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Get Ready For Medicaid Compliance Regime

Get Ready For Medicaid Compliance Regime

Long frustrated with the lack of quality in the Medicaid program and poor compliance records of states and plans alike, the Obama administration launched an initiative to overhaul and modernize Medicaid. The so-called Medicaid “mega” or “Uber” rule was finalized in his last year as he was heading out of office. When Donald Trump was elected, it was believed that this rule would go by the wayside.

There are indeed two opposing forces that impact the rule’s implementation. On one hand, the Trump administration chose not to interrupt the rollout of the rule, and is busy working with states on implementation. On the other hand, the Centers for Medicare and Medicaid Services (CMS) is working with a number of states on Section 1115 waivers. These waivers aim at changing or waiving mandates, streamlining or waiving benefits and adding beneficiary copays and personal responsibility measures. House Republicans are keen on taking another stab at a per capita cap or block grant program that will make many of these measures a permanent part of Medicaid law. They failed to pass this as part of the Obamacare repeal bill.

Sophisticated states, such as New York and California, have long practiced fairly robust oversight of Medicaid managed care. The New York quality program (Quality Assurance Reporting Requirements or “QARR”) shines as a solid example of regulatory investment in quality at the state level. Others, such as Florida, have made tremendous leaps forward and have built an extremely accountable infrastructure.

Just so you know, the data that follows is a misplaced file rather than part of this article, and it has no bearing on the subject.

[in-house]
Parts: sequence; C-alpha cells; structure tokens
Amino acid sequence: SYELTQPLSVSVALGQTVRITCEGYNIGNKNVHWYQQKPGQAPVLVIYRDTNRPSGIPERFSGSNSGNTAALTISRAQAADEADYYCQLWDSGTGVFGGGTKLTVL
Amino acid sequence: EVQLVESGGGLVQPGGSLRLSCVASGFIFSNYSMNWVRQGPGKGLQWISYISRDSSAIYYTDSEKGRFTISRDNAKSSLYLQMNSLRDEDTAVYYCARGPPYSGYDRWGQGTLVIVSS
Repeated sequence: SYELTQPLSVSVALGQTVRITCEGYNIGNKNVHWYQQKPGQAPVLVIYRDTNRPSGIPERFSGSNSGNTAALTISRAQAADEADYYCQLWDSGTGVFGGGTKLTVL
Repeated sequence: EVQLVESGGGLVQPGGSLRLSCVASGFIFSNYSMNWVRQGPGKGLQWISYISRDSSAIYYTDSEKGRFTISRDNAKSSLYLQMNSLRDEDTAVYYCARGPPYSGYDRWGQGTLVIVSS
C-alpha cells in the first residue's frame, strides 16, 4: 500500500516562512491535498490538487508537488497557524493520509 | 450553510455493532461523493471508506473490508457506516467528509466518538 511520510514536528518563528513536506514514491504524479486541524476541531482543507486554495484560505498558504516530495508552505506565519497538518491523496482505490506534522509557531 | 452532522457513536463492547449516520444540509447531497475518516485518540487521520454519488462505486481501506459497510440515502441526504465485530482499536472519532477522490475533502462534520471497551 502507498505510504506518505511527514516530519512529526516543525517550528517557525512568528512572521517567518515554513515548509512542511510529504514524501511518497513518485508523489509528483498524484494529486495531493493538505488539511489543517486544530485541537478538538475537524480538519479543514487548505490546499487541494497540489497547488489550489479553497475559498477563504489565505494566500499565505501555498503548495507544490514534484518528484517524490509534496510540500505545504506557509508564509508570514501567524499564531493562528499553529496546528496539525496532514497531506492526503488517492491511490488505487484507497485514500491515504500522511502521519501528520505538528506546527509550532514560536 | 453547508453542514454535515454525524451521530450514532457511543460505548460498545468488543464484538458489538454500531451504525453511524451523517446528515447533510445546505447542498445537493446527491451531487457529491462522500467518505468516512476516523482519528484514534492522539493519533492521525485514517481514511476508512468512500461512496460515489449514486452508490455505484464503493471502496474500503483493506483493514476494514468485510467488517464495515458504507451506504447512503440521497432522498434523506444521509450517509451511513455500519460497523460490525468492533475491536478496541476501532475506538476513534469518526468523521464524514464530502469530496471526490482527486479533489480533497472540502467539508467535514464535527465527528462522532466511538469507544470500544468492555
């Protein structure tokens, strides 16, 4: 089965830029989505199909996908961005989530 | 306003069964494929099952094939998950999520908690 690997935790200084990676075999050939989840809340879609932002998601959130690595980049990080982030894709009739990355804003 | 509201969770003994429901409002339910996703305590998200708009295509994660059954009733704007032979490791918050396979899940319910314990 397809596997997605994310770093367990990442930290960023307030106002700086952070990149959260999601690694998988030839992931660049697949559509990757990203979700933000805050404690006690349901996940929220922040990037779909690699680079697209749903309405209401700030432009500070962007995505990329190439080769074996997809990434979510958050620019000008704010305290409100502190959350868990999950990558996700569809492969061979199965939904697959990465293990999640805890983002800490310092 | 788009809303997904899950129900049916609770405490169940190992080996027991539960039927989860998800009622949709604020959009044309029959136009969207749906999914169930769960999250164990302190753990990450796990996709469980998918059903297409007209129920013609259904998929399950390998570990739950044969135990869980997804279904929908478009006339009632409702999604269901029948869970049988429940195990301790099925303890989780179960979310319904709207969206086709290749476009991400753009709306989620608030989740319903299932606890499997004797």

Notwithstanding the probable watering down of Medicaid in some states through waivers, the thought is that the mega rule eventually will have substantial reach and robustness. We expect that CMS will force states to have very rigorous compliance and quality requirements. This is so despite recent announcements to streamline and reduce Medicaid burdens and paperwork at the state level as well as a June 30, 2017 CMS memo committing to a further review of the regulation. CMS was clear in the memo that it plans on prioritizing beneficiary outcomes. The Trump administration can honor its burden-reduction commitments with states as these rules will largely be passed on to private health plans because Medicaid managed care dominates most states now. Further, the rules will mirror Medicare Advantage and Part D, where CMS’ success on both the compliance and quality front has been stellar.

Reforms will include:

  • Strict adherence to timeliness of case turnaround times..
    • Standard Medical Authorization – As expeditiously as the health of the member demands, but no more than 14 days
    • Expedited Medical Authorization – As expeditiously as the health of the member demands, but no more than 72 hours
    • Pharmacy Authorization – 24 hours, with a 72-hour supply for emergency situations. This provision already exists, and is in some ways stricter than Medicare